Pounding The Streets
Back on the streets.
The post has been vacant for months, but Brookhaven now has ananimal control officer again.
Well, two officers actually: Roxanne Norton and Andy Leggett.
Police Chief Pap Henderson is confident in his choices and thoseofficers are confident in each other.
“I think we’ll make a great team,” Leggett said.
Though approved by the city board in August, Thursday was the firstday of patrol for the two officers. Before that they had beenworking to get the city pound in usable shape again and trainingwith Henderson.
The previous animal control officer was terminated in May and thepound has been in disuse since.
Fences had to be repaired, the kennels cleaned and the grass mowedaround it. Norton said the pound has come a long way since theybegan work.
“I think the pound is going to be something the city can be proudof,” he said.
The pound has 16 kennels. Norton said multiple dogs could be putinto one kennel if they were gentle, but expansion could soon benecessary. On their first morning of patrol, Norton and Leggettpicked up five dogs.
Henderson said that with two officers, their duties can be splitup. Leggett will patrol the city and pick up animals. Norton willdo that when she is available, but will primarily manage the pound.She will clean and maintain the pound and be there when people cometo pick up animals.
Leggett emphasized that neither he nor Norton will have anydifficulty fulfilling their duties.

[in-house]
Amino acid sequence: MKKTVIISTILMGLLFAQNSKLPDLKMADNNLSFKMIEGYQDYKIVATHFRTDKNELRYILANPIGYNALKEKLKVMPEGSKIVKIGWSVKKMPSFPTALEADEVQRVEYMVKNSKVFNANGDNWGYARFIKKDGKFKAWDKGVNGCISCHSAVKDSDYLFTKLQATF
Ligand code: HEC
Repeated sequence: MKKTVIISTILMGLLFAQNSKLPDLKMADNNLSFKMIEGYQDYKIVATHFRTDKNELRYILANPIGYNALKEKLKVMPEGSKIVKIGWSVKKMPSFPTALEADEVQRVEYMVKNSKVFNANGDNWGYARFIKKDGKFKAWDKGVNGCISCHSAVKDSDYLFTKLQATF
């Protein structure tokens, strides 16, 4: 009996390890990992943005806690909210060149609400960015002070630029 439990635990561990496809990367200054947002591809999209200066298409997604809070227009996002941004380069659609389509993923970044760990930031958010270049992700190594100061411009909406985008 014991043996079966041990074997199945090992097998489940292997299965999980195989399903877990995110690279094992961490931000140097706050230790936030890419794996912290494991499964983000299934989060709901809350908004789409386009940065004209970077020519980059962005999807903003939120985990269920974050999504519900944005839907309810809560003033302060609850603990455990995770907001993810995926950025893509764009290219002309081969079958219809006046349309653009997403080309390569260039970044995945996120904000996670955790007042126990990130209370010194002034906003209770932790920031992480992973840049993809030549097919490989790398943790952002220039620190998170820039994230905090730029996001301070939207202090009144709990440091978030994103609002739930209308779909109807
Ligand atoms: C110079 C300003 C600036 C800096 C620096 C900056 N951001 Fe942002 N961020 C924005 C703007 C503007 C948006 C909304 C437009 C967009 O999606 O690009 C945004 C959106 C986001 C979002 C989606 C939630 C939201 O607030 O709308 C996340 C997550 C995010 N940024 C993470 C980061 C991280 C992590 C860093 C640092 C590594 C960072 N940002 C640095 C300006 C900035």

“Neither of us are scared of any animal,” he said.
Both have a record with animals that backs up Leggett’sstatement.
For Norton, after working with tigers, stray dogs are not thatthreatening.
“That was one fun job, but a dangerous job,” Norton said of thetime she spent working at the Birmingham Zoo.
Her time there included working with tigers and with thelizards.
That’s one line on an impressive resume. In addition to the zoo,Norton, originally from the Birmingham area, has been trained indog control and handling. For the last three years she has workedwith the Brookhaven Animal Rescue League domesticating feral dogsso that they can be adopted.
Norton has been working with animals since she was young, thanks toher father.
“At five, I was training hunting dogs,” she said.
Leggett’s background with animals also goes back to his father.
“He took in pit bulls that had been fought out,” Leggett said,explaining that he helped his father, who rehabilitated theanimals.
Henderson wants all city residents to be aware of laws concerninganimals.
According to a city ordinance all dogs must be on a leash or behinda fence. The ordinance also says city residents can only have fourdogs.
Henderson said to pick up an animal held at the pound everyone mustfirst call the police station and make an appointment to meetNorton there. Anyone found at the pound without an appointment willbe charged with trespassing, Henderson said.
Fees to pick up or adopt dogs have been increased at Henderson’srequest, from $10 to $30.
“If you’re letting your dog run loose we need to get yourattention,” Henderson said. “$10 was not getting anyone’sattention.”